Close care documentation gaps — Expert tips for better quality reporting

Between 46% and 60% of inpatient records are missing documentation that would reflect a more severe and complex patient1. Those are big numbers with big implications for health care providers. Inpatient records with missing documentation cloud the view of hospital leadership trying to understand their hospitals’ performance and can have a trickledown effect on industry measures utilized to evaluate quality and performance.

This includes rating and ranking measures such as the Centers for Medicare & Medicaid (CMS) Star Ratings, U.S. News & World Report, Leapfrog, Healthgrades and more. Health care professionals and organizations need a strategy to determine which industry measures meet their internal program goals. Careful consideration should be given to identifying these goals to ensure they align with accurate and complete documentation. 

Health care has long been focused on delivering quality clinical care that results in positive patient outcomes. Unfortunately, clinical excellence is not always accurately captured in quality ratings and rankings if sufficient attention is not paid to documentation and coding. Patient outcome methodologies must consider both the clinical risk and severity of the patient when they enter and depart the hospital. Barring complications, patients that enter the hospital in overall good health expect to leave the hospital with positive outcomes.

 It requires greater context to understand whether a hospital performed well when a sick patient is discharged. Hospitals need a strategy to ensure providers, ancillary clinicians, clinical documentation integrity (CDI) and coding are working to fully document the patient story and doing so efficiently to minimize the impact on thinly staffed teams. The silver lining is that the same efforts required to accurately document quality also support the solid documentation needed for full reimbursement. Here are three things your organization can evaluate today as part of a robust quality plan and one trend to follow in the future.

  1. Visibility to quality metrics is often challenged by workflows that cross many different technology platforms. This type of technology ecosystem also makes it easier to have a multitude of measurement approaches and makes improving, and ultimately automating processes, much more challenging.  For instance, an organization with a heavy focus on financial impact may increase documentation of diagnoses capturing multiple chronic conditions such as acute respiratory failure or sepsis in a post-operative patient. This could increase payment substantially, however will also be a quality ding with a reduction in payment and penalty on the backend. If you find yourself in an organization with competing priorities and disparate technology systems, it is important to incorporate checks and balances.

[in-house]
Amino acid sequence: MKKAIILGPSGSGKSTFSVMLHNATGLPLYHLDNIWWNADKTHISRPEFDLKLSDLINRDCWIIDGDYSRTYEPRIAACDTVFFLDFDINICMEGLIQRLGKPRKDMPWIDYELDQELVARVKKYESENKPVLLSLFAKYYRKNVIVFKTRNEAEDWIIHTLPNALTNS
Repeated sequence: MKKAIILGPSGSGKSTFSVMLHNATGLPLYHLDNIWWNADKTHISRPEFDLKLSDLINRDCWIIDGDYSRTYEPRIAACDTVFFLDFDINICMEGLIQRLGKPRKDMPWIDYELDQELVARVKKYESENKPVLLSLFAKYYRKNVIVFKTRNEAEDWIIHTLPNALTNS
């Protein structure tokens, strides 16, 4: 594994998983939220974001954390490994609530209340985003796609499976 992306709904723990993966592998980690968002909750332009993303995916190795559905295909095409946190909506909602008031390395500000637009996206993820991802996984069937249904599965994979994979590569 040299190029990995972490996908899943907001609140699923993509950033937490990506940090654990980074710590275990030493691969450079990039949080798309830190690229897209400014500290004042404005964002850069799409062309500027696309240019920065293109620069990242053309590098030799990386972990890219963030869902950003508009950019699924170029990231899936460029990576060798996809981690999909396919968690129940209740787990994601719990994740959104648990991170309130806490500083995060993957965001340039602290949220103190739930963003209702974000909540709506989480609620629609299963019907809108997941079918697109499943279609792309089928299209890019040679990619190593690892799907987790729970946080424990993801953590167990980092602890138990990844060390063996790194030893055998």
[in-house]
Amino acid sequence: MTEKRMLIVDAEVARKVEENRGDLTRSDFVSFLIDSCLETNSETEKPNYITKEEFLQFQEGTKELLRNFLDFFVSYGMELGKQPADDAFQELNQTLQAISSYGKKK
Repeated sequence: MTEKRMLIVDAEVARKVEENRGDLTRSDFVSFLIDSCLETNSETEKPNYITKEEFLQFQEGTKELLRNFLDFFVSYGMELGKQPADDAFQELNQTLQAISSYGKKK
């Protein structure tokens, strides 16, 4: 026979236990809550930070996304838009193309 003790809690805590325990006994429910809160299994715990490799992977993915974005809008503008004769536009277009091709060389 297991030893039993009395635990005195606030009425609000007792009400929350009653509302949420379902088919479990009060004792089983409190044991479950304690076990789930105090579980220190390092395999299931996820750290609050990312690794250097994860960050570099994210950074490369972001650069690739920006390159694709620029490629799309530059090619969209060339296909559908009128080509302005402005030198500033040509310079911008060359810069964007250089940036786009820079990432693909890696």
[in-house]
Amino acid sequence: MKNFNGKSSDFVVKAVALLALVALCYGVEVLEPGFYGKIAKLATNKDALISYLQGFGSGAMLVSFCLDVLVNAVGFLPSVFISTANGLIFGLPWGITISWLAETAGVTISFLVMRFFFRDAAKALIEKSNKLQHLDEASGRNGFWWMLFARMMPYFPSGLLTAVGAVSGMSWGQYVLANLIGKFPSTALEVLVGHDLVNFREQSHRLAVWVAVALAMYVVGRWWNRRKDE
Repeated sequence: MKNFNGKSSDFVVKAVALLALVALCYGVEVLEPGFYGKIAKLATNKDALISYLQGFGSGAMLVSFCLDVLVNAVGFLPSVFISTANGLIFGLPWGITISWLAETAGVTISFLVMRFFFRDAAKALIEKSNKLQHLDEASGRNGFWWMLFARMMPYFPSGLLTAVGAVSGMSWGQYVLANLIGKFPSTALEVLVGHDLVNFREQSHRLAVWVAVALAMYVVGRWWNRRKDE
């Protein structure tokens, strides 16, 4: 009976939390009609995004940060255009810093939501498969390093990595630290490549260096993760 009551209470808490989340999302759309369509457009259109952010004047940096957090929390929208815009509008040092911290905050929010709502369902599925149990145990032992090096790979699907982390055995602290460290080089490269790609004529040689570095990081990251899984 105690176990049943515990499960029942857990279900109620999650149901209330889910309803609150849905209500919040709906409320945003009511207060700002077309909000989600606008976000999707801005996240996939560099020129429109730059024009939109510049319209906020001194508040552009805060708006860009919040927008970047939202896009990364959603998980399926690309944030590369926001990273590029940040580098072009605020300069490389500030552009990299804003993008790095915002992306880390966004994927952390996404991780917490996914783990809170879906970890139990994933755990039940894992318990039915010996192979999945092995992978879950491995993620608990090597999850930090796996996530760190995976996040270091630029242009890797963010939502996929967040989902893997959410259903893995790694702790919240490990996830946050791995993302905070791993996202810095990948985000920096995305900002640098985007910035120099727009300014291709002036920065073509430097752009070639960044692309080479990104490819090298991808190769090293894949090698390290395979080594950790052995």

2. When submitting claims to CMS, only the first 25 codes are recorded for payment. To accurately portray an organization’s quality performance with CMS, it is critical that codes with quality implications be submitted in the first 25 codes. Coders can manually review each code set and reorder codes impacting Elixhauser, length of stay, risk of mortality and severity of illness. Another technique is to use a modern encoder that completes the task of code reprioritization automatically using artificial intelligence (AI).

  3. A second quality strategy is rethinking where CDI fits in the documentation process. The CDI profession was born out of the need to bridge the gap between clinically minded physicians and the complex, dynamic medical coding rules. Historically, after a physician documents a case, a CDI specialist reviews it, sends a query to the physician, and then the physician reopens cases to provide greater clarity as an addendum or new document. AI has begun to augment CDI teams across the U.S. to nudge the physician in real time at the point of documentation in the electronic health record (EHR). When a physician acts on a nudge, more specific documentation is provided the first time and it saves rework for the physician and CDI specialist. Another benefit of utilizing real time nudges is that as physicians observe the same nudge, over time they learn better documentation practices and see less nudges with time. Ultimately, a clearer picture of the patient condition is documented, coded and the accuracy of quality metrics improves. 

  4. An exciting new technology is coding automation which can further improve the quality accounting process. The use of AI to nudge providers and uncover opportunities for CDI will shift your practice’s effort and spend from a mid-revenue cycle reliant on post-care review to a real time, point-of-care revenue cycle. This results in decreased documentation variability and more stable data sets capable of being utilized by deep learning AI models. These models have succeeded in automating the assignment of many codes based on AI’s interpretation of clinical documentation. Many coding departments across the U.S. will have the opportunity for the first time in 2023 to enhance their coders productivity by augmenting it with automated code assignment. There is still significant work ahead to match human capabilities in fully coding complex inpatient charts, but AI augmentation allows coding experts to focus on the most complicated aspects of coding required to receiving appropriate payment, avoid penalties and account for excellent care quality.


 1.Research based on a data analysis of over 60,000 inpatient cases in the US from 2020-2022.

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